In fact, you can’t get much more 1980s than this: Michelinie says, in the introduction to the Dover edition, that his initial inspiration for the comic was the movie ET. That was just the initial spark, though. Michelinie’s Bozz is a space alien who crashed to earth and can never return to his home, but that’s where the resemblance ends.

For one thing, Bozz (that’s a human approximation of his unpronounceable alien name) is suicidal. He’s a highly evolved being trapped in a world filled with inferior beings, and he’s never going back. When we first meet him, the noose is already around his neck, but he is rescued by working girl Amanda Flynn. Amanda is bringing a reluctant customer up to what she thinks is an abandoned loft when she finds Bozz; the john flees in terror, but Amanda, displaying that heart of gold that prostitutes are famous for, takes charge of Bozz and saves his life.

Bozz - Amanda and Bozz 2

Somehow (details are kept to a minimum), Amanda and Bozz set up a detective agency which serves the dual purpose of making money (thus relieving Amanda of her former obligations) and keeping Bozz supplied with mysteries to solve. Boredom is deadly to him, and Amanda worries when the work runs dry, not because of the cash flow (well, maybe a little because of that) but because Bozz becomes despondent and suicidal without the distraction of solving mysteries.

Don’t bother thinking you can sleuth along with Bozz, though. These are not “fair play” mysteries where the reader knows as much as the detective; they all involve supernatural elements, often caused by humans meddling with the occult, and Bozz uses his rather eclectic powers (talking to animals, dowsing for electricity) to solve them.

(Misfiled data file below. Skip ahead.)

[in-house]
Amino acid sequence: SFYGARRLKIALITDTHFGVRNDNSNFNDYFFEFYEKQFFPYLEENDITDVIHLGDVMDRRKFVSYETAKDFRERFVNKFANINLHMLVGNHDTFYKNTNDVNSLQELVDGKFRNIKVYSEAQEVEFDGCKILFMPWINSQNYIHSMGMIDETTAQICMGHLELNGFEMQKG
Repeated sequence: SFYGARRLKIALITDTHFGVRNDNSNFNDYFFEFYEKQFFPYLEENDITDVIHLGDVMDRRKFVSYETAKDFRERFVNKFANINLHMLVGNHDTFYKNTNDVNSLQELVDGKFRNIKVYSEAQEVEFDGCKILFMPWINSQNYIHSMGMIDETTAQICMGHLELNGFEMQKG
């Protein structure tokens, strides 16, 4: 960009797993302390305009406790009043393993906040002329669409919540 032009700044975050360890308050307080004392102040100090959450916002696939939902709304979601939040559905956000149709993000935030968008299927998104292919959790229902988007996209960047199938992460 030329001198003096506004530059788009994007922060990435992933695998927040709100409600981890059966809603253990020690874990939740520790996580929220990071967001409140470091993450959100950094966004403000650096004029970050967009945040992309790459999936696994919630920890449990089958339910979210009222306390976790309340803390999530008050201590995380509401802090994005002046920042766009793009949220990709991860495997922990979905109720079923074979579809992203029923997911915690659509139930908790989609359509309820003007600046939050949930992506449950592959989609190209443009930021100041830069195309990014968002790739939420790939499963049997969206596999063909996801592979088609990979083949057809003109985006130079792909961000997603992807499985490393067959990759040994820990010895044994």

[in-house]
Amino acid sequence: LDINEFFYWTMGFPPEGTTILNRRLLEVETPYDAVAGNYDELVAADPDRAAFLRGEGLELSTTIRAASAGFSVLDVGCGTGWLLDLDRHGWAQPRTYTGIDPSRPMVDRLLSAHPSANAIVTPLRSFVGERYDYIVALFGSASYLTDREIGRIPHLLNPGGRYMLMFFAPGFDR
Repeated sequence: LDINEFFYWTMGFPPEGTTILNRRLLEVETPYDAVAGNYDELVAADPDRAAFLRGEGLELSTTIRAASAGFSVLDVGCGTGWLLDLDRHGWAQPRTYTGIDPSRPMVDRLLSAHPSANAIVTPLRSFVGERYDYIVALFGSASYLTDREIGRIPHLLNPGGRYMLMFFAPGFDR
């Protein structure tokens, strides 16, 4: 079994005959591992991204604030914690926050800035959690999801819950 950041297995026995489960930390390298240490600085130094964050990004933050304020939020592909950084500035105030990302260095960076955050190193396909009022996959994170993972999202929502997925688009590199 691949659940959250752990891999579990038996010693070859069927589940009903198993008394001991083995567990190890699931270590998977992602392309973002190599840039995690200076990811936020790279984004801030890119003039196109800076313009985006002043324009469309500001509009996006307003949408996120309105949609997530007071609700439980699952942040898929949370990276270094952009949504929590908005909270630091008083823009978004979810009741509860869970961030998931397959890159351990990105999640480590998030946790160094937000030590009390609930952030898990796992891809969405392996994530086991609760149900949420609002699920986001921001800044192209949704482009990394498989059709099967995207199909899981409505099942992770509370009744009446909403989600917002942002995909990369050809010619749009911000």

Bozz - Amanda and Bozz

Bozz is an almost perfect personification of depression. He’s huge, dominating the space around him, yet smooth and passive. He looks at the world through half-lidded eyes, only coming to life when presented with a puzzle to solve or a desperate situation to get out of. The other characters, by contrast, crackle with energy, and they are as over-the-top as Bozz is subdued. Amanda, whose spaghetti straps and low-cut dresses are not really true to the period, is the one who pushes the story along, getting the jobs, making the arrangements, and doing most of the talking (although her lower-class accent would be a much bigger impediment in the real Victorian London than it is in these stories). The third member of the team is Salem Hawkshaw, a consonant-droppin’, chili-cookin’ American who supplies the brawn, if very little brains. There’s also a sort of adjunct member, Inspector Colin Fitzroy, a wealthy member of the gentry who went to work at Scotland Yard, to his family’s dismay, so he could make a difference in the world.

Bozz - SalemIndeed, the idle and evil rich vs. the industrious and more-or-less virtuous poor is a theme that pops up in various ways in these stories, which fits in with their Dickensian setting; Michelinie even throws in some orphans for good measure. And there are plenty of surprises, including (not to spoil things too much) a Jimmy Hoffa reference and a 19th-century hippie commune.

Artists Bret Blevins (who drew five of the six stories) and John Ridgway (who illustrated the fourth story) do a splendid job of bringing the characters to life, including the supernatural aspects. Nonetheless, as I mentioned at the beginning of this review, this comic has a very 1980s look and feel, in the character designs, the paneling, and the coloring. That doesn’t detract from the enjoyment of reading it, but it does look very different from a modern graphic novel.